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Starting small and growing: How a Lillington educator and church use gardens for community support

Shannon Brooks, an exceptional children’s (EC) educator at Lillington-Shawtown Elementary was walking through a parking lot in April and noticed a truck pulling in to turn around. In the bed of the truck was the frame for a raised garden.

She jokingly said to the driver, “Have you got any more of those? Because that’s exactly what I need!”

The man driving the truck was Roger Earp, coordinator for the garden program at Lillington United Methodist Church (UMC). His window was rolled down. Brooks recalled him saying:

“We’ve been looking for people like you.”

Roger Earp, garden program coordinator for Lillington UMC

Satellite gardens

Fast forward to August, and four raised garden beds sit beside the playground at Brooks’ school. She is part of Lillington UMC’s satellite garden program, which gives starter kits to gardeners willing to harvest in their backyard, with the understanding that they donate at least 25% of their produce to the church’s food initiatives.

Lillington-Shawtown Elementary raised gardens by the playground. Caroline Parker/EducationNC

The satellite gardens started because of difficultly recruiting volunteers for Lillington UMC’s other garden initiatives due to COVID-19. The church has a 2-acre farm and raised garden beds off the main road in Lillington as well.

Since congregation members were at home more often due to the pandemic, the satellite garden concept grew out of the quarantine mentality — people homebound would be more willing to garden in their own backyards than with volunteers at the church.

Lillington UMC was able to provide a starter kit of soil, a raised garden bed frame, fertilizer, and seeds. Funding from this came from the church and a grant they received in 2020 from Resourceful Communities. Currently, the church has seven satellite gardens, including the one Brooks tends at the school.

How did this EC educator get growing?

Brooks was planting things in the classroom and saw how engaged her students were when it came to dirt.

“My kids love gardening, I just wasn’t a great gardener,” she said, laughing.

She started with flowers, and if she killed them, she would buy new ones. Brooks would tear the dead plants up from the soil, and study the roots with her students. Keeping them engaged and showing how things can grow was — and is — a priority for her.

Two years prior to her serendipitous run-in with Earp, Brooks took leftover bricks from a home project and made a small garden outside the classroom. She started transplanting things from inside to outside, but eventually the garden had to be leveled for incoming trailers.

She had involved some fellow teachers who saw how much their students lit up when it came to gardening and having the raised garden beds was accessible for Brooks’ students who use wheelchairs or have other physical disabilities.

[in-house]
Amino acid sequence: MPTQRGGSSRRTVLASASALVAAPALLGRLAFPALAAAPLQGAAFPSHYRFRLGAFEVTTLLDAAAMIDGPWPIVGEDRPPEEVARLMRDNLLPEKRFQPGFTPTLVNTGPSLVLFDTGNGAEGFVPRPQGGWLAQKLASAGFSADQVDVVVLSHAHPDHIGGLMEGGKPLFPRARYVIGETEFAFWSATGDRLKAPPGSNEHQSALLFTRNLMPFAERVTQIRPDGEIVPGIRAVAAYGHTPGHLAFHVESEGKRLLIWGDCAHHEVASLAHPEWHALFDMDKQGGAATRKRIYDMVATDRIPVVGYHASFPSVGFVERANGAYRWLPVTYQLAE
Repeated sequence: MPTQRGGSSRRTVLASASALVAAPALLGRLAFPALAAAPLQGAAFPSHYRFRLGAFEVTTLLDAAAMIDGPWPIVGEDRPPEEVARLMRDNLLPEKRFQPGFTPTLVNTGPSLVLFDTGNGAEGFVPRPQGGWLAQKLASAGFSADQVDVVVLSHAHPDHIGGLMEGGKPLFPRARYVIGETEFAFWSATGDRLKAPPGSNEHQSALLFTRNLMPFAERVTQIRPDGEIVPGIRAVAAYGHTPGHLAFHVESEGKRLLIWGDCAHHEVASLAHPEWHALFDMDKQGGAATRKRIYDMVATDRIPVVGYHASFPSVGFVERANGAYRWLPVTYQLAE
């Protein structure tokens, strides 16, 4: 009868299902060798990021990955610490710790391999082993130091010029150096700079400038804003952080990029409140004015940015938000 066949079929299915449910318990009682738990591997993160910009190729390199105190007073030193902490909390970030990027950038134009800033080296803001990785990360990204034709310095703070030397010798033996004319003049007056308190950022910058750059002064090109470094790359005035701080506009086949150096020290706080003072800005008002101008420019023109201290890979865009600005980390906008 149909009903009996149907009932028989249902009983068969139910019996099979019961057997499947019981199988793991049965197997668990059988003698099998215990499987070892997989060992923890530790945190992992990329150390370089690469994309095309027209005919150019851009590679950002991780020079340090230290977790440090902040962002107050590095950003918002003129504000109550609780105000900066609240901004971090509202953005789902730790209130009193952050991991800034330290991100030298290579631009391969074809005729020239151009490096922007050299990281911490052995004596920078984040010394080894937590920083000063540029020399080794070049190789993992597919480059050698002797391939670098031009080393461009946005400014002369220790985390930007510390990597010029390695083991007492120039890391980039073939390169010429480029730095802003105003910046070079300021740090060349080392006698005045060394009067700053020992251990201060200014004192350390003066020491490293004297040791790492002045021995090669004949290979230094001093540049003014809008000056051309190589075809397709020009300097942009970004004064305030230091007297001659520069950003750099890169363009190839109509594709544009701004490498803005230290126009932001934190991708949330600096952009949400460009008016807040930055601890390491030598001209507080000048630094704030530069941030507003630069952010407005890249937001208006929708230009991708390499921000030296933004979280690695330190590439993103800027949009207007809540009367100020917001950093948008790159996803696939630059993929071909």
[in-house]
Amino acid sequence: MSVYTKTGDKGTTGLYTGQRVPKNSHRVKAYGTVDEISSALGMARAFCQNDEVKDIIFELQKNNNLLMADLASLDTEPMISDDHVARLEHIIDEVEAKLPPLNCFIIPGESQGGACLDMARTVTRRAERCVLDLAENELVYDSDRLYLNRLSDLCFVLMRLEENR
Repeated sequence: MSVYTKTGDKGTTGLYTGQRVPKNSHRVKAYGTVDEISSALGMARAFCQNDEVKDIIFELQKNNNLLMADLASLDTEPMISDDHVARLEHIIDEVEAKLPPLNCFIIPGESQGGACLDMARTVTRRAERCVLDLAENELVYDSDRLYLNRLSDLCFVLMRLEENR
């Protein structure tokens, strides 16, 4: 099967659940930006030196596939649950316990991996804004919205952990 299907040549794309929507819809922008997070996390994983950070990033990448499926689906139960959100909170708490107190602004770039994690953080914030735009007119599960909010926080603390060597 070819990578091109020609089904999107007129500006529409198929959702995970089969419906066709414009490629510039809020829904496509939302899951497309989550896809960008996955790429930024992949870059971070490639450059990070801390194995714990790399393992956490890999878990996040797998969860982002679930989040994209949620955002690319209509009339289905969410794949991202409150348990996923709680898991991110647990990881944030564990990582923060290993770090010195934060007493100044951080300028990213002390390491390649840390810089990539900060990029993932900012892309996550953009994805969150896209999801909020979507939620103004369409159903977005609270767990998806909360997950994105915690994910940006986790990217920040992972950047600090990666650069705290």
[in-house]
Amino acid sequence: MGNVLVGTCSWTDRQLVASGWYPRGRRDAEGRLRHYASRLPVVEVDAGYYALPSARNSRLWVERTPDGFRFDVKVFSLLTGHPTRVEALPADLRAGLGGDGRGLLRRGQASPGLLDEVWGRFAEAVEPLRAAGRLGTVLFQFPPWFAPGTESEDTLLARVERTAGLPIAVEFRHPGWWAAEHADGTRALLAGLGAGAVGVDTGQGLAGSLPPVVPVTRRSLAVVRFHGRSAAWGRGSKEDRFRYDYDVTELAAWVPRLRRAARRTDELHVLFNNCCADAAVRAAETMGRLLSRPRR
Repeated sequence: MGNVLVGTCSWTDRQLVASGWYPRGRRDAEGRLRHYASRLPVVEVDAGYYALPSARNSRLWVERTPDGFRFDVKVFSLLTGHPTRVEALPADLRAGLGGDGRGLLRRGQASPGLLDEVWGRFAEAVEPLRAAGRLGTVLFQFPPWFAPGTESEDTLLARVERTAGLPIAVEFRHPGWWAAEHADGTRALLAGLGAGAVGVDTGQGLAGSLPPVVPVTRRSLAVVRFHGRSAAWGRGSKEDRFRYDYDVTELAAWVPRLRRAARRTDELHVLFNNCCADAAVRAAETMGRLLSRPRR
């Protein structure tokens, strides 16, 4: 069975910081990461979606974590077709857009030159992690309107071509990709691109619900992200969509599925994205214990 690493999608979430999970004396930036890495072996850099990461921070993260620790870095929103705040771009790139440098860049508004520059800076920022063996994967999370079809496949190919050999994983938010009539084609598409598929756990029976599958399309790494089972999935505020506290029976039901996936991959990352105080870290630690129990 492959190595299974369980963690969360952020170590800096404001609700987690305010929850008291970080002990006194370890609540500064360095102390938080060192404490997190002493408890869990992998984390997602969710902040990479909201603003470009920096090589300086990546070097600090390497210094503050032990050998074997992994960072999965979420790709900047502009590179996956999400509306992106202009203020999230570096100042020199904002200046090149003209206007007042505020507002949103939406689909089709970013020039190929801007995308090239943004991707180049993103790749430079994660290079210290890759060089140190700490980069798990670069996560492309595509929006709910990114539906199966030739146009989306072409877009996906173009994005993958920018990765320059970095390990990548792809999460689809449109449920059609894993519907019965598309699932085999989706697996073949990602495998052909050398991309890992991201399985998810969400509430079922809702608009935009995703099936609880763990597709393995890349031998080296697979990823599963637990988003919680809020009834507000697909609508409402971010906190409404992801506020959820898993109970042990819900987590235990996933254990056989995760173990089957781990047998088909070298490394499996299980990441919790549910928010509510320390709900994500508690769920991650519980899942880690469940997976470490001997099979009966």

“Student interest is important. And that’s for EC or regular ed, like, if you can find out what drives your kids, and what is the passion of your kids, you can teach them anything, you just have to figure out what motivates them, and also how they learn.”

Shannon Brooks, educator at Lillington-Shaw Elementary

In the short growing season since the beds were brought in, the school grew cucumbers and green beans and have planted gourds, pumpkins, and corn for the fall season. Brooks attends the bimonthly satellite growers group hosted by Lillington UMC and Earp. It is part of the church’s garden program, and a way for participants to share resources and stories, struggles and successes.

It’s educational for this teacher with a burgeoning green thumb.

“It’s kind of like a labor of love. Like no, I’m not good at this, but my kids like it and that’s the most important part,” Brooks said.

Growing with Lillington UMC

In 2019, Ray Stanley overheard some women at church talking about starting a garden. Soon after, he donated the watermelon harvest from a 2-acre property he owns for the church to sell. But instead of selling, they set up a tent at the local hardware store and gave away the produce. They had a tip jar and received $1,500 to donate to the local food pantry.

Claudia Farr, who has been leading the initiative since the beginning, said that donation really opened her eyes and she thought there was something special happening.

Ray Stanley with turnips from the farm he donates to Lillington UMC’s food initiatives. Caroline Parker/EducationNC

Farr then applied for a grant from Resourceful Communities and received funding in 2020 that allowed the church to hire Earp to coordinate the garden program. Both Earp’s parents are farmers, so he received a lot of growing eduction secondhand. He is a veteran and took the Soldiers to Agriculture class at North Carolina State University. Earp loves that in farming, he gets to do something different every week.

“I don’t think I’ve ever had this much fun with the job,” he said.

Along with the satellite gardens and the 2-acre farm, Lillington UMC put raised garden beds beside the church. Produce from those raised beds, the satellite gardeners, and Stanley’s property go to a safe house in the area, a pay-as-you-can restaurant called Ladles of Love, and five other food pantries.

This year, they have picked 73 bushels of turnips, collards, radishes, kale, peas, squash, zucchini, cucumbers, and potatoes in total and nearly 2,000 ears of corn. In the coming months, they will conduct an evaluation to be more efficient for next year. On the farm, okra and peppers are still growing.

Caroline Parker

Caroline Parker is the director of rural storytelling and strategy for EducationNC. She covers the stories of rural North Carolina, the arts, STEM education and nutrition.